1. President John Fulling with scholarship winners Tyler Manly, Blaine Burch, Clinton Steketee 2. Scholarship Committee Chair Randy Hahn with Tyler Manly, Blaine Burch, Clinton Steketee 3. MTF Vice President Brian Schweihofer with golf simulator grand prize winner Steve Vandenberg and The Grande's Director of Golf Brian Roberts 4. MTF Vice President Brian Schweihofer with golf simulator IPad winner Dave Polen and The Grande's Director of Golf Brian Roberts

2012 GLTE Highlights

Appreciation Our gratitude goes to members of the 2012 GLTE Committee who contributed their time, ideas and expertise: Show Manager, Bernie deWit, Lincoln Nurseries, Inc. Tim Banfield, Outdoor Living, Inc. Bert Cregg, Ph.D., Michigan State University Jennifer DeJager, Lincoln Nurseries, Inc. Dave DeVisser, DeVisser Landscape Service, Inc. Kristin Faasse, Michigan Nursery & Landscape Association Kevin Frank, Ph.D., Michigan State University Amy Frankmann, Michigan Nursery & Landscape Association Jim Glas, Kalamazoo, Landscape Supplies, Inc. Eric Joy, Christensen's Plant Center Carey Mitchelson, College Fields Club Rebecca Schoch, Michigan Turfgrass Foundation Dr. Robert Schutzki, Michigan State University Brian Schweihofer, Franklin Hills Country Club Jerry Somalski, Bay Landscaping, Inc. Robert Welch, Lansing Community College Our deep appreciation goes to this year’s GLTE sponsors for their support of the association and the green industry: The Grande Golf Club BASF Association of Professional Landscape Designers Michigan Horticulture Industries Lincoln Nurseries, Inc. Regency Group Sester Farms Michigan Forestry & Park Association, Inc. Snow & Ice Management Association Plant Search On behalf of the Michigan Nursery & Landscape Association Board of Directors, we thank the Board and members of the Michigan Turfgrass Foundation for a successful 7-year partnership and wish you continued success.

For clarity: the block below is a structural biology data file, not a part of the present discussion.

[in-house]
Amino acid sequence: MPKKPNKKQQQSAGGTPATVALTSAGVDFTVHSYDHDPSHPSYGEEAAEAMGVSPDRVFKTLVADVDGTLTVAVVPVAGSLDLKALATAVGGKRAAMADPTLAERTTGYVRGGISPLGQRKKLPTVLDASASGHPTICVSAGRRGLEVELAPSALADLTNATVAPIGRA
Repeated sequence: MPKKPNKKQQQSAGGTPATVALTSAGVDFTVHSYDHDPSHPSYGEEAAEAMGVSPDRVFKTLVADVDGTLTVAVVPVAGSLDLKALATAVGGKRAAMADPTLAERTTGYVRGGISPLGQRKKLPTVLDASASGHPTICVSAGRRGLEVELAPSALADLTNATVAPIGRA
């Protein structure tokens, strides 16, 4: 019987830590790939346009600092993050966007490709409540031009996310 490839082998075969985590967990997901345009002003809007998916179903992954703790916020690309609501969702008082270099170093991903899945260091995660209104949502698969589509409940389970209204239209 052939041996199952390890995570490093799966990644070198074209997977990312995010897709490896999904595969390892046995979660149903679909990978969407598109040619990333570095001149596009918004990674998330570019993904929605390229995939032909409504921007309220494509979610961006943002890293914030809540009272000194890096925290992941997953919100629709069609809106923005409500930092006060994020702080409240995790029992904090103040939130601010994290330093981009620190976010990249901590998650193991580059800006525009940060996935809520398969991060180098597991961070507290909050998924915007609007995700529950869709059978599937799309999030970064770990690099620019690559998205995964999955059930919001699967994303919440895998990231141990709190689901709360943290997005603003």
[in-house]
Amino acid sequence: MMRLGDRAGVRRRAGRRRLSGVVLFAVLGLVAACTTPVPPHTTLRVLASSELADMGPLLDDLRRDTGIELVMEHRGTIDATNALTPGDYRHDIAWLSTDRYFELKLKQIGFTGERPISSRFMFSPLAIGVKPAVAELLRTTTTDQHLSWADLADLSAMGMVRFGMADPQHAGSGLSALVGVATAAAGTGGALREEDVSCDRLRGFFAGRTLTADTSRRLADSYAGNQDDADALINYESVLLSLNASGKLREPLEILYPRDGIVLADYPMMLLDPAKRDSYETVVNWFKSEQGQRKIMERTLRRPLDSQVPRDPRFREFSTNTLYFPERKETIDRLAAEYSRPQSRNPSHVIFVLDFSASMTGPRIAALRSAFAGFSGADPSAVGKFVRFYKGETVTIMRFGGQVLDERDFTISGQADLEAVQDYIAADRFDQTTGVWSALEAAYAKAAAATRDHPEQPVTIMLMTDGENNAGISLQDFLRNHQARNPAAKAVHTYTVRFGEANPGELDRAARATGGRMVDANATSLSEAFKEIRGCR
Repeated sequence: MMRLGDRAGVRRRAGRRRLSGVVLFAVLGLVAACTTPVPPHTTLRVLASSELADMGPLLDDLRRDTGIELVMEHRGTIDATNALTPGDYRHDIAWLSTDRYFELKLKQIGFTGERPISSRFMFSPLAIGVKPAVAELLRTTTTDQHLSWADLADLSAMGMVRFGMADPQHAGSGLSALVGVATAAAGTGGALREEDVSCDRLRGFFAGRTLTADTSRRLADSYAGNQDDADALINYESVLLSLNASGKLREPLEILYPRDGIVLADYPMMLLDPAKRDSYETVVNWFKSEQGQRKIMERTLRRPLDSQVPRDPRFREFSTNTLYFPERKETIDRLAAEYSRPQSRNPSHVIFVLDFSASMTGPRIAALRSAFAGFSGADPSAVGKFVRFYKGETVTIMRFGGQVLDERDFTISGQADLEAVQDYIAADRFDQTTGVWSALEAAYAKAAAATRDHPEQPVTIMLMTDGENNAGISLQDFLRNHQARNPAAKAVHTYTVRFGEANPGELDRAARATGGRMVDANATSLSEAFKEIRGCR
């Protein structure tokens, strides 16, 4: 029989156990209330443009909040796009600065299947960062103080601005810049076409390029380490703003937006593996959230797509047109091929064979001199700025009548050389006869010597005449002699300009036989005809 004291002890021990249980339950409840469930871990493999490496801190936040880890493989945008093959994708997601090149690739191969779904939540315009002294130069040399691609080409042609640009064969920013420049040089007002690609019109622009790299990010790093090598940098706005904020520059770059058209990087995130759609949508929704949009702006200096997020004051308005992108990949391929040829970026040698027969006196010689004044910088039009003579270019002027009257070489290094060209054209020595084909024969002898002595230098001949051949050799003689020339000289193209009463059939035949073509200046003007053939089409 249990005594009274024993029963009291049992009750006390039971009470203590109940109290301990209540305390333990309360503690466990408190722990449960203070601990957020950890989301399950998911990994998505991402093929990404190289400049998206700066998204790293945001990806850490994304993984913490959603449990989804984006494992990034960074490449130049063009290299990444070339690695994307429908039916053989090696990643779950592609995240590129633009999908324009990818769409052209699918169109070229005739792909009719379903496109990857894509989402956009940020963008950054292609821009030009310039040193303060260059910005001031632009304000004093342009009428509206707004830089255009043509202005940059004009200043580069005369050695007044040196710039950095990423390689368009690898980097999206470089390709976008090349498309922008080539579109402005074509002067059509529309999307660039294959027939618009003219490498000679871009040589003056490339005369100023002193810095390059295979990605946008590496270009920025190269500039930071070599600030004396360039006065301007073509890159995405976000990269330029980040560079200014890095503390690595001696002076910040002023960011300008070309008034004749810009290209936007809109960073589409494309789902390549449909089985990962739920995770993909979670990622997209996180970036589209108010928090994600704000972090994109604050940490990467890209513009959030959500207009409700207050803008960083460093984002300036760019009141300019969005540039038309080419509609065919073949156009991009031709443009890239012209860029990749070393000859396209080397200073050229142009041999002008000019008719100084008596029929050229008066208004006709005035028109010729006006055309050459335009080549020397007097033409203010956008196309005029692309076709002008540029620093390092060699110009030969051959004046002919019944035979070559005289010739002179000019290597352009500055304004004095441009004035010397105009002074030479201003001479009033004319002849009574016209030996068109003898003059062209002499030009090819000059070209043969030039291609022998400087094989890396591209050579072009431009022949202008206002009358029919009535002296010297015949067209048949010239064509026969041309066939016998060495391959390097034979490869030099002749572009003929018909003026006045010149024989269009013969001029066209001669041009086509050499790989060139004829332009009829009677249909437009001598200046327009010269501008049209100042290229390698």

! e t a D e h t Save

2013 Michigan Turfgrass Conference

January 21-24, 2013 Kellogg Hotel & Conference Center 55 South Harrison Road East Lansing, MI 48824